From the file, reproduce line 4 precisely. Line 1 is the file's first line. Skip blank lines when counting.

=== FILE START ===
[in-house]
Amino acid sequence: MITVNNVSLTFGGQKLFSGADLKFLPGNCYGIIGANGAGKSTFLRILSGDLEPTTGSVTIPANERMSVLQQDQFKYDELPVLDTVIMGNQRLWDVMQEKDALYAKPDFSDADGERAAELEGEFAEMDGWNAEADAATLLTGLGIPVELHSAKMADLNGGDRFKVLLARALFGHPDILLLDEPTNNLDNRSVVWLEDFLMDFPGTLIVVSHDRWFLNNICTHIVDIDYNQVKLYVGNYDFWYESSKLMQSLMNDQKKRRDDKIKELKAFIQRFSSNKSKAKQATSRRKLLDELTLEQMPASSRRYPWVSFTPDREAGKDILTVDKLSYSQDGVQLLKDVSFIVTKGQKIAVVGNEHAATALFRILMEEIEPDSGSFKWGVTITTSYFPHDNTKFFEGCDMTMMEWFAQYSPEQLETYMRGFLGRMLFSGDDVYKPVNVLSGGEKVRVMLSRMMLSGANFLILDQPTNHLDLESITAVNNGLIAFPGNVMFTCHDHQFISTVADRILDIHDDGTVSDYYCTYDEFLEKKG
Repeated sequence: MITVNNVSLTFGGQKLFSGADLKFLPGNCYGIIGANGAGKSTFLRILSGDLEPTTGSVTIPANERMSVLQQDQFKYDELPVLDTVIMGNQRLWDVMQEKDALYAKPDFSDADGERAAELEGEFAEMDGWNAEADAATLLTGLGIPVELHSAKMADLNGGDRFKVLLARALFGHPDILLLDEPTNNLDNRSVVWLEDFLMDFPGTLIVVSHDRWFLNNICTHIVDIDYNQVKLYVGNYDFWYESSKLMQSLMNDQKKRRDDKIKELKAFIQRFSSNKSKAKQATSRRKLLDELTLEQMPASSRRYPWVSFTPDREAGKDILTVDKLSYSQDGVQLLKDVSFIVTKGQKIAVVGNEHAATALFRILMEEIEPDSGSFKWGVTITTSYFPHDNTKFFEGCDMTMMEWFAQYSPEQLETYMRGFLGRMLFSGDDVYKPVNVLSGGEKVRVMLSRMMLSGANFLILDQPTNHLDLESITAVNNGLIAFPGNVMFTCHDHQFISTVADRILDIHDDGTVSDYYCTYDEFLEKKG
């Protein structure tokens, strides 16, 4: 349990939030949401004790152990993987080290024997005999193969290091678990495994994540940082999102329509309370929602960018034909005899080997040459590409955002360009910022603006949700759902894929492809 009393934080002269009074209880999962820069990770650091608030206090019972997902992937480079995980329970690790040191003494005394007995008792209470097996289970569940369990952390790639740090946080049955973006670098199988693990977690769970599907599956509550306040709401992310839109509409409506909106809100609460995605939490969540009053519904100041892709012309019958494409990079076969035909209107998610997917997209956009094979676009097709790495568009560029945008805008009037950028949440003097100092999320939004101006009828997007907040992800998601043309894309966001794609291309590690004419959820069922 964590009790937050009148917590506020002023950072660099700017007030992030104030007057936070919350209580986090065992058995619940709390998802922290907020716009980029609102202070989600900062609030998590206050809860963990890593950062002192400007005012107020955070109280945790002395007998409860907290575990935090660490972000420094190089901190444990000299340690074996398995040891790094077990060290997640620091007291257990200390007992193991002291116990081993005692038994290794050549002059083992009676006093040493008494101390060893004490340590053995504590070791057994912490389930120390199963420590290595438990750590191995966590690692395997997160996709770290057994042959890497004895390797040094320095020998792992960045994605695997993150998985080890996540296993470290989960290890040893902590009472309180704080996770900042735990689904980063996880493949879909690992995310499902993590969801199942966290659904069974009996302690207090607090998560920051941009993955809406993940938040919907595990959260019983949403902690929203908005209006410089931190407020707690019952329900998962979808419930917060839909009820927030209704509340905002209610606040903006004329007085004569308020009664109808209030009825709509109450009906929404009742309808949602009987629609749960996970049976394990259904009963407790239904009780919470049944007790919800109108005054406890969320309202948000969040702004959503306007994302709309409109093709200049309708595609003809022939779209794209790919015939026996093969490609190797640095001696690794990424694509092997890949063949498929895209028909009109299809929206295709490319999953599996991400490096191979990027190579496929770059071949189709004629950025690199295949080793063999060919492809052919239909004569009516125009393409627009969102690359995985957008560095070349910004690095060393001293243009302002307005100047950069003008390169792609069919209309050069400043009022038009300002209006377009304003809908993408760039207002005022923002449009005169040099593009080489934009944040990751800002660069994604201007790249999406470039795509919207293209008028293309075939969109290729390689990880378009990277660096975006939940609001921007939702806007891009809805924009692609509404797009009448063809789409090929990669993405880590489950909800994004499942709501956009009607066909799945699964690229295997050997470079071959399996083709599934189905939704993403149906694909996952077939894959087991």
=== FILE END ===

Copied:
């Protein structure tokens, strides 16, 4: 349990939030949401004790152990993987080290024997005999193969290091678990495994994540940082999102329509309370929602960018034909005899080997040459590409955002360009910022603006949700759902894929492809 009393934080002269009074209880999962820069990770650091608030206090019972997902992937480079995980329970690790040191003494005394007995008792209470097996289970569940369990952390790639740090946080049955973006670098199988693990977690769970599907599956509550306040709401992310839109509409409506909106809100609460995605939490969540009053519904100041892709012309019958494409990079076969035909209107998610997917997209956009094979676009097709790495568009560029945008805008009037950028949440003097100092999320939004101006009828997007907040992800998601043309894309966001794609291309590690004419959820069922 964590009790937050009148917590506020002023950072660099700017007030992030104030007057936070919350209580986090065992058995619940709390998802922290907020716009980029609102202070989600900062609030998590206050809860963990890593950062002192400007005012107020955070109280945790002395007998409860907290575990935090660490972000420094190089901190444990000299340690074996398995040891790094077990060290997640620091007291257990200390007992193991002291116990081993005692038994290794050549002059083992009676006093040493008494101390060893004490340590053995504590070791057994912490389930120390199963420590290595438990750590191995966590690692395997997160996709770290057994042959890497004895390797040094320095020998792992960045994605695997993150998985080890996540296993470290989960290890040893902590009472309180704080996770900042735990689904980063996880493949879909690992995310499902993590969801199942966290659904069974009996302690207090607090998560920051941009993955809406993940938040919907595990959260019983949403902690929203908005209006410089931190407020707690019952329900998962979808419930917060839909009820927030209704509340905002209610606040903006004329007085004569308020009664109808209030009825709509109450009906929404009742309808949602009987629609749960996970049976394990259904009963407790239904009780919470049944007790919800109108005054406890969320309202948000969040702004959503306007994302709309409109093709200049309708595609003809022939779209794209790919015939026996093969490609190797640095001696690794990424694509092997890949063949498929895209028909009109299809929206295709490319999953599996991400490096191979990027190579496929770059071949189709004629950025690199295949080793063999060919492809052919239909004569009516125009393409627009969102690359995985957008560095070349910004690095060393001293243009302002307005100047950069003008390169792609069919209309050069400043009022038009300002209006377009304003809908993408760039207002005022923002449009005169040099593009080489934009944040990751800002660069994604201007790249999406470039795509919207293209008028293309075939969109290729390689990880378009990277660096975006939940609001921007939702806007891009809805924009692609509404797009009448063809789409090929990669993405880590489950909800994004499942709501956009009607066909799945699964690229295997050997470079071959399996083709599934189905939704993403149906694909996952077939894959087991």